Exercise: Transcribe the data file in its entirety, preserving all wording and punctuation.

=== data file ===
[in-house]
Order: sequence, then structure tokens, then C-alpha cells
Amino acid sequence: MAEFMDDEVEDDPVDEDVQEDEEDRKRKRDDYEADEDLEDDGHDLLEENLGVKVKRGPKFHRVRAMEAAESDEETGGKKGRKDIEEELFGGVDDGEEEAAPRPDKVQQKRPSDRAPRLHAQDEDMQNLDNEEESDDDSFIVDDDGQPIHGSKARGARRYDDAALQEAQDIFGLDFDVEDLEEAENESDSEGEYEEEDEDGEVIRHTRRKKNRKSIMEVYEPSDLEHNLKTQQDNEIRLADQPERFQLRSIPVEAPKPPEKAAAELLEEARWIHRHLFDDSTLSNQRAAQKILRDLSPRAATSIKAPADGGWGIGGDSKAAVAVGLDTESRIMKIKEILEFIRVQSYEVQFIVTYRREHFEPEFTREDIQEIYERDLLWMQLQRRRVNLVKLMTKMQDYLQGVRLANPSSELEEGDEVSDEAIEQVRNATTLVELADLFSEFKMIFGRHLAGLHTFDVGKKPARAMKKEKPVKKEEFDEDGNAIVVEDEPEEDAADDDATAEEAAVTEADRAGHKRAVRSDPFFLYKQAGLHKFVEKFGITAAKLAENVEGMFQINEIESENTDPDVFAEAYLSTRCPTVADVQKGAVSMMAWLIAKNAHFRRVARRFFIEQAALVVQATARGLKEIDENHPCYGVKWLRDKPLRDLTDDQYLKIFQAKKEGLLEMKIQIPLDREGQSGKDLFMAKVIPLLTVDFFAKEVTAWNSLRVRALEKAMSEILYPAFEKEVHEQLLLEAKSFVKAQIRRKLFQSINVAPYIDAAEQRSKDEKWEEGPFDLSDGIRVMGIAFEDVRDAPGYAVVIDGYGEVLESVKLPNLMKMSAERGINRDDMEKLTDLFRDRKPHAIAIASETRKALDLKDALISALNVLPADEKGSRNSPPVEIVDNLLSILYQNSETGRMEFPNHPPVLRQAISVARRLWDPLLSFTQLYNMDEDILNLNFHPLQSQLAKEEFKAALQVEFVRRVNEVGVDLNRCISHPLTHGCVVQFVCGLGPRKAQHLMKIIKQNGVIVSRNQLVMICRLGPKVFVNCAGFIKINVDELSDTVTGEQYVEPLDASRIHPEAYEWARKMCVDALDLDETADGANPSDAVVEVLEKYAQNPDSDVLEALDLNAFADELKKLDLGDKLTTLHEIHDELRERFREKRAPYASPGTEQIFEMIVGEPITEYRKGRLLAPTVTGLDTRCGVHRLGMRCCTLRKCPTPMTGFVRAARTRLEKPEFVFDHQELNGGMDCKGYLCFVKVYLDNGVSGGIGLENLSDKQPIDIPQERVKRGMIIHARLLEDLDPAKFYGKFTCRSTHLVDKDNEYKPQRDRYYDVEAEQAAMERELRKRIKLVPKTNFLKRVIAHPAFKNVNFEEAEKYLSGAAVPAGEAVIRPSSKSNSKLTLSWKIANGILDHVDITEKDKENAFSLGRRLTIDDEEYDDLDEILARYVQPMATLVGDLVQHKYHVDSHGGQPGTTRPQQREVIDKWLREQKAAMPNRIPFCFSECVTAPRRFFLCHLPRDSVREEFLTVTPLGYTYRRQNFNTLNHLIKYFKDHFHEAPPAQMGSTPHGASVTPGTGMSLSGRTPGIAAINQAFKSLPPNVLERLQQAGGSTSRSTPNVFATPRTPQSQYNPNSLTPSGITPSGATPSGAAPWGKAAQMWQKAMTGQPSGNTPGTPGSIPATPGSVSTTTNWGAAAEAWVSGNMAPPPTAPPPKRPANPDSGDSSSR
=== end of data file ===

[in-house]
Order: sequence, then structure tokens, then C-alpha cells
Amino acid sequence: MAEFMDDEVEDDPVDEDVQEDEEDRKRKRDDYEADEDLEDDGHDLLEENLGVKVKRGPKFHRVRAMEAAESDEETGGKKGRKDIEEELFGGVDDGEEEAAPRPDKVQQKRPSDRAPRLHAQDEDMQNLDNEEESDDDSFIVDDDGQPIHGSKARGARRYDDAALQEAQDIFGLDFDVEDLEEAENESDSEGEYEEEDEDGEVIRHTRRKKNRKSIMEVYEPSDLEHNLKTQQDNEIRLADQPERFQLRSIPVEAPKPPEKAAAELLEEARWIHRHLFDDSTLSNQRAAQKILRDLSPRAATSIKAPADGGWGIGGDSKAAVAVGLDTESRIMKIKEILEFIRVQSYEVQFIVTYRREHFEPEFTREDIQEIYERDLLWMQLQRRRVNLVKLMTKMQDYLQGVRLANPSSELEEGDEVSDEAIEQVRNATTLVELADLFSEFKMIFGRHLAGLHTFDVGKKPARAMKKEKPVKKEEFDEDGNAIVVEDEPEEDAADDDATAEEAAVTEADRAGHKRAVRSDPFFLYKQAGLHKFVEKFGITAAKLAENVEGMFQINEIESENTDPDVFAEAYLSTRCPTVADVQKGAVSMMAWLIAKNAHFRRVARRFFIEQAALVVQATARGLKEIDENHPCYGVKWLRDKPLRDLTDDQYLKIFQAKKEGLLEMKIQIPLDREGQSGKDLFMAKVIPLLTVDFFAKEVTAWNSLRVRALEKAMSEILYPAFEKEVHEQLLLEAKSFVKAQIRRKLFQSINVAPYIDAAEQRSKDEKWEEGPFDLSDGIRVMGIAFEDVRDAPGYAVVIDGYGEVLESVKLPNLMKMSAERGINRDDMEKLTDLFRDRKPHAIAIASETRKALDLKDALISALNVLPADEKGSRNSPPVEIVDNLLSILYQNSETGRMEFPNHPPVLRQAISVARRLWDPLLSFTQLYNMDEDILNLNFHPLQSQLAKEEFKAALQVEFVRRVNEVGVDLNRCISHPLTHGCVVQFVCGLGPRKAQHLMKIIKQNGVIVSRNQLVMICRLGPKVFVNCAGFIKINVDELSDTVTGEQYVEPLDASRIHPEAYEWARKMCVDALDLDETADGANPSDAVVEVLEKYAQNPDSDVLEALDLNAFADELKKLDLGDKLTTLHEIHDELRERFREKRAPYASPGTEQIFEMIVGEPITEYRKGRLLAPTVTGLDTRCGVHRLGMRCCTLRKCPTPMTGFVRAARTRLEKPEFVFDHQELNGGMDCKGYLCFVKVYLDNGVSGGIGLENLSDKQPIDIPQERVKRGMIIHARLLEDLDPAKFYGKFTCRSTHLVDKDNEYKPQRDRYYDVEAEQAAMERELRKRIKLVPKTNFLKRVIAHPAFKNVNFEEAEKYLSGAAVPAGEAVIRPSSKSNSKLTLSWKIANGILDHVDITEKDKENAFSLGRRLTIDDEEYDDLDEILARYVQPMATLVGDLVQHKYHVDSHGGQPGTTRPQQREVIDKWLREQKAAMPNRIPFCFSECVTAPRRFFLCHLPRDSVREEFLTVTPLGYTYRRQNFNTLNHLIKYFKDHFHEAPPAQMGSTPHGASVTPGTGMSLSGRTPGIAAINQAFKSLPPNVLERLQQAGGSTSRSTPNVFATPRTPQSQYNPNSLTPSGITPSGATPSGAAPWGKAAQMWQKAMTGQPSGNTPGTPGSIPATPGSVSTTTNWGAAAEAWVSGNMAPPPTAPPPKRPANPDSGDSSSR